But Christ was the visitation of God to bring us peace.  He was numbered with the transgressors.  He took our sin and died on the cross as he received God’s wrath in our place. St. Paul told the Corinthians, “For our sake he made him to be sin who knew no sin, so that in him we might become the righteousness of God.”  Because of Jesus’ death for us we are forgiven.

But Jesus had come to bring peace – complete and total peace. He came to bring a peace that overcomes death itself.  And so as our Lord predicted, on third day he rose from the dead.  By his resurrection he has given us life – eternal life that can never be taken from us.  He has given us the living hope of sharing in Jesus’ resurrection life when he returns in glory on the Last Day.  Sin and death have been defeated and so we have peace now – and we will receive the consummation of that peace when Christ returns.

We are still tempted to miss this peace. The world offers its own version of peace as it holds out money and possessions as a false god.  It offers peace to those who accept its sinful ways.  It says that if we will just abandon Christ then we can have peace in our family instead of the division that is prompted by the truth of God’s word.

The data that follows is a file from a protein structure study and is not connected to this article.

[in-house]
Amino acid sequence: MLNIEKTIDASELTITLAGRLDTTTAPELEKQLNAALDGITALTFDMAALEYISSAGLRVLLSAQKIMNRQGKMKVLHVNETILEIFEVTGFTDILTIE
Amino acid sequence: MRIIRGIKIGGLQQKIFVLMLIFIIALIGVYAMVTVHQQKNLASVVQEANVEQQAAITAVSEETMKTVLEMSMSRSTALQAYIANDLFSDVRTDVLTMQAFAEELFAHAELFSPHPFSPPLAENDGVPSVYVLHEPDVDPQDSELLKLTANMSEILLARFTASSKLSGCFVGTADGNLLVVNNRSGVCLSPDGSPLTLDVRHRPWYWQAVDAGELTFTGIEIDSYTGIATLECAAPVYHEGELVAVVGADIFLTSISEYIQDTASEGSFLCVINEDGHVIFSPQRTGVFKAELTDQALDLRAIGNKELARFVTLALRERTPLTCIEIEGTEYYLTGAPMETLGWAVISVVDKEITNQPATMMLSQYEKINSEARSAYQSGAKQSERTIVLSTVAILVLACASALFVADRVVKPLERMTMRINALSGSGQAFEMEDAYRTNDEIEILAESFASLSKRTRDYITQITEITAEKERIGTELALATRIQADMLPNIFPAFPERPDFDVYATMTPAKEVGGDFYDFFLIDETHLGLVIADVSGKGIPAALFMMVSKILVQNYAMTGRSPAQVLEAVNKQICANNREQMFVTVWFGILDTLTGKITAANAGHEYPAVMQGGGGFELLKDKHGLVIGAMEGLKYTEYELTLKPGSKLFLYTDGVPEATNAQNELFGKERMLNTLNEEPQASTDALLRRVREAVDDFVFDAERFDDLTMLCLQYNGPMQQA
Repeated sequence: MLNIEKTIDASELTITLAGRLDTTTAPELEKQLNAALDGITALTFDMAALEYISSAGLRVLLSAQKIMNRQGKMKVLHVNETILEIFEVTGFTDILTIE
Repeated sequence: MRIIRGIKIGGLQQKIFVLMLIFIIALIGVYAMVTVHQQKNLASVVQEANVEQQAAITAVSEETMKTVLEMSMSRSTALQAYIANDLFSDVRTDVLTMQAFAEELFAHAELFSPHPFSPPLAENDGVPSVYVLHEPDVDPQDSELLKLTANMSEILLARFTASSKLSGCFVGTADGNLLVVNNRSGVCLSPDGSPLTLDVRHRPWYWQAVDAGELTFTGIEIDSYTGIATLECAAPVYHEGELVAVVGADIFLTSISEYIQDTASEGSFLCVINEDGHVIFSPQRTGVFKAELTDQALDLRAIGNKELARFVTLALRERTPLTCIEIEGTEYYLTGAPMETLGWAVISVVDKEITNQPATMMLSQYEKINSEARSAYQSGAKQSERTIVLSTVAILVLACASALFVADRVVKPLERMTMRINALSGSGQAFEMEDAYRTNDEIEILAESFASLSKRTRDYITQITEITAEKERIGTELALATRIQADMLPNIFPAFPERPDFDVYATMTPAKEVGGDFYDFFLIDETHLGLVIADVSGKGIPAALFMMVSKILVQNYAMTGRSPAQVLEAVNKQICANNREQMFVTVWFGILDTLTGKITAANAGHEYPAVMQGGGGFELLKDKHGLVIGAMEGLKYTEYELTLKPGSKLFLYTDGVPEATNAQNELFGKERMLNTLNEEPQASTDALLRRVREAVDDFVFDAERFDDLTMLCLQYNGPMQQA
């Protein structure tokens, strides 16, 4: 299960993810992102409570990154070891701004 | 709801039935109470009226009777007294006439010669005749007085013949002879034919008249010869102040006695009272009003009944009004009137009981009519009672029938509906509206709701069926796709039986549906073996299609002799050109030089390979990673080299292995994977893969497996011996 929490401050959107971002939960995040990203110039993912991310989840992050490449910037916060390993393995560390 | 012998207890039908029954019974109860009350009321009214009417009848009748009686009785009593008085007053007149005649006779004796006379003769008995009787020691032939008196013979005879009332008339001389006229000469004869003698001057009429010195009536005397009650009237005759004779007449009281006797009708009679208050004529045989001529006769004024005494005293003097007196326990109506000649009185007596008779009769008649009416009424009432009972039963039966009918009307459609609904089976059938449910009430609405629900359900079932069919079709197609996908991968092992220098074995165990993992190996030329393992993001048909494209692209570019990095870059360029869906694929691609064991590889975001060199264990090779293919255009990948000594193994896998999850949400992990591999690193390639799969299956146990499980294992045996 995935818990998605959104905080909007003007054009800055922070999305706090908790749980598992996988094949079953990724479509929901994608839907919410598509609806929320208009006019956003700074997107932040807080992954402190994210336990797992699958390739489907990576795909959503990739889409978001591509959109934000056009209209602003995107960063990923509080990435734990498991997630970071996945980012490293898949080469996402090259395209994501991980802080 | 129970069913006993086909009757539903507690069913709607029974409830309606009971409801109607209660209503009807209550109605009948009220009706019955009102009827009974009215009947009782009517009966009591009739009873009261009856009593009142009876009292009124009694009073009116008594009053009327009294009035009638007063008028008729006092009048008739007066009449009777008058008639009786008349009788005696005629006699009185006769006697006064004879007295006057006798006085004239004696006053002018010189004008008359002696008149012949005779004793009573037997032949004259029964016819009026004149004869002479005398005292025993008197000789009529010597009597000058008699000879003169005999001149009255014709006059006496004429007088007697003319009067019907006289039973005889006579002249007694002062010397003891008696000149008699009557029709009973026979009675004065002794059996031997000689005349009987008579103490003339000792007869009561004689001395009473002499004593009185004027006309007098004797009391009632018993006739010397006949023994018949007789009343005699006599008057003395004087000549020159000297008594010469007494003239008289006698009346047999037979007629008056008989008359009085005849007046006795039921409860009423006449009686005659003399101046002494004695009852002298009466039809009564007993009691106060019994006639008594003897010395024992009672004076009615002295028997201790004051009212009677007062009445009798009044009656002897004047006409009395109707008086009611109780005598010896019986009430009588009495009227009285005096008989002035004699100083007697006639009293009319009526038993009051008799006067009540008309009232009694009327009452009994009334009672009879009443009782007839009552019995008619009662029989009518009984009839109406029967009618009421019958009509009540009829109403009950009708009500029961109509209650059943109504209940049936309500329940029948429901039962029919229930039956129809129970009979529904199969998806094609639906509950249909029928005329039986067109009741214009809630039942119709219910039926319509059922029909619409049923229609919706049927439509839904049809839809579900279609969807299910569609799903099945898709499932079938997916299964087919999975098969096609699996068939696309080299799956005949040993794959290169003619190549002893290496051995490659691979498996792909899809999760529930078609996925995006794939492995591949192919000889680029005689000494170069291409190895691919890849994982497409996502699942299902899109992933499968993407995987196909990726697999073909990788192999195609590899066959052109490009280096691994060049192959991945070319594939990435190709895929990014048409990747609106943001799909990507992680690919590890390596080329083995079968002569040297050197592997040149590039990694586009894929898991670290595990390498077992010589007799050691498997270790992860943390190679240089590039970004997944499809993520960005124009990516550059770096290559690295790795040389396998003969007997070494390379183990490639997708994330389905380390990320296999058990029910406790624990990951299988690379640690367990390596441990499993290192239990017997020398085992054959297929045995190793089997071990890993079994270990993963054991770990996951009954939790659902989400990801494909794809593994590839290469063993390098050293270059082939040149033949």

Jesus came to bring real peace – peace with God.  He gives a peace that defeats sin and death.  But he didn’t come to bring the absence of conflict.  In fact, quite the opposite, our Lord said he would be cause of conflict.   He said, “Do you think that I have come to give peace on earth? No, I tell you, but rather division. For from now on in one house there will be five divided, three against two and two against three. They will be divided, father against son and son against father, mother against daughter and daughter against mother, mother-in-law against her daughter-in-law and daughter-in-law against mother-in-law.”